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Make The Most Of Fall Gardening
Shaan Randow

While most gardeners consider spring the most serious planting season, and consider planting season over my mid summer this isn't the case. Now there are many lovely flowers and attractive vegetables that can be planted in late summer to be enjoyed this fall.

One of the perks of fall gardening is the much more tolerable weather, for both you and your plants. The scorching heat and sun of July and August has gone. Plants grown in the fall have much more ideal weather conditions in which to thrive and grow. If you want to extend your gardening season into fall consider planting root vegetables like carrots, radishes and beets. Lettuce and spinach and potatoes do well planted in fall. Also, fall is a good time to take a look around your yard as this is the time of year that some perennials and trees can be planted. Don't forget spring flower bulbs! Now is the time to go through those catalogs you've been receiving and make your order for your show next spring!

Fall is also a time to take stock of your garden for next year. Start with your soil. The back bone of any garden is the soil. It doesn't matter how much you spend on your plants and flowers, if you don't have good soil in your garden they won't thrive and grow well for you.. Your soil needs to be porous and absorb water well. Do you need to add a soil ammender? Do you need to add a fertilizer? It's good to do this on a regular basis as fertilizers encourage and stimulate plant growth. What were your bug problems last year? Before you have loss or damage to your garden next year make sure that you're prepared.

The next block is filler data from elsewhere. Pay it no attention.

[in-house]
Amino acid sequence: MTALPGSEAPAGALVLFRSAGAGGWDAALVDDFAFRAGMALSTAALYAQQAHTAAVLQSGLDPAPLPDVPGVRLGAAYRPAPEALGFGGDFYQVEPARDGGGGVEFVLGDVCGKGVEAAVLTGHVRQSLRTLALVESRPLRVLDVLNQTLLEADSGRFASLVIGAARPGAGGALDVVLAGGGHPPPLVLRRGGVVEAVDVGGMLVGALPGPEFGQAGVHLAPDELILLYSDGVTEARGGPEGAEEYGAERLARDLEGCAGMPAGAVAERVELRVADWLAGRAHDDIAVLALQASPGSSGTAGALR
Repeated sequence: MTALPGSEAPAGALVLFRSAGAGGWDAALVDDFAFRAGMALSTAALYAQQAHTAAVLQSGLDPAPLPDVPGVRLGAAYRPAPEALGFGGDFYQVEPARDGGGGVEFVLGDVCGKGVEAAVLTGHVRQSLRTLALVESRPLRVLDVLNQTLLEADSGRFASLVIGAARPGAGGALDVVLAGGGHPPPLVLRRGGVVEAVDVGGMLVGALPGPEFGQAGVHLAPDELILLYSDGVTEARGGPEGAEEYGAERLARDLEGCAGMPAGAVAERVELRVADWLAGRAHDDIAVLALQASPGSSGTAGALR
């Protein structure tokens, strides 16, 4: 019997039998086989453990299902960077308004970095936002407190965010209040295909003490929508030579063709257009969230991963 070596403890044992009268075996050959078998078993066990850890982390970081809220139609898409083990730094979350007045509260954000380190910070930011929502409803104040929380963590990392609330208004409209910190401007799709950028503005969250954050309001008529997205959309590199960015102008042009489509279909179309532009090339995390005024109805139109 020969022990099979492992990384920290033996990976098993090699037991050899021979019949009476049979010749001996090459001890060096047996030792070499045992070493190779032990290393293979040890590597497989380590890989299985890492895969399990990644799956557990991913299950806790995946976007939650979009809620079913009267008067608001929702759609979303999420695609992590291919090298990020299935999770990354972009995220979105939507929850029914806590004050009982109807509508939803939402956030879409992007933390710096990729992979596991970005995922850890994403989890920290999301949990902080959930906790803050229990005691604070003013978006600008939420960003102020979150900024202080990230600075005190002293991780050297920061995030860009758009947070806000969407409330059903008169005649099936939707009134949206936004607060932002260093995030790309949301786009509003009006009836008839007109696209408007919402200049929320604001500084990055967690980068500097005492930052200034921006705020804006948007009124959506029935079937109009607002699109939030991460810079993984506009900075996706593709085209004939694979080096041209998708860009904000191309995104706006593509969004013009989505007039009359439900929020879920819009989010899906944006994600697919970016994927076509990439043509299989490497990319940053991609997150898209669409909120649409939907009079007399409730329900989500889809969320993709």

You've seen how your plants have performed this season. What did well and what didn't? Is there a plant that can be moved to a different location where it might fare better? What plants need to be divided? Can you use these new divisions somewhere else in the yard? Fall is the time to walk around your garden and make notes for spring. It's also a good idea for you to make a sketch of the garden itself, noting where each flower is. This way you'll know in spring that what's coming up is a perennial returning, and not a weed to be pulled.
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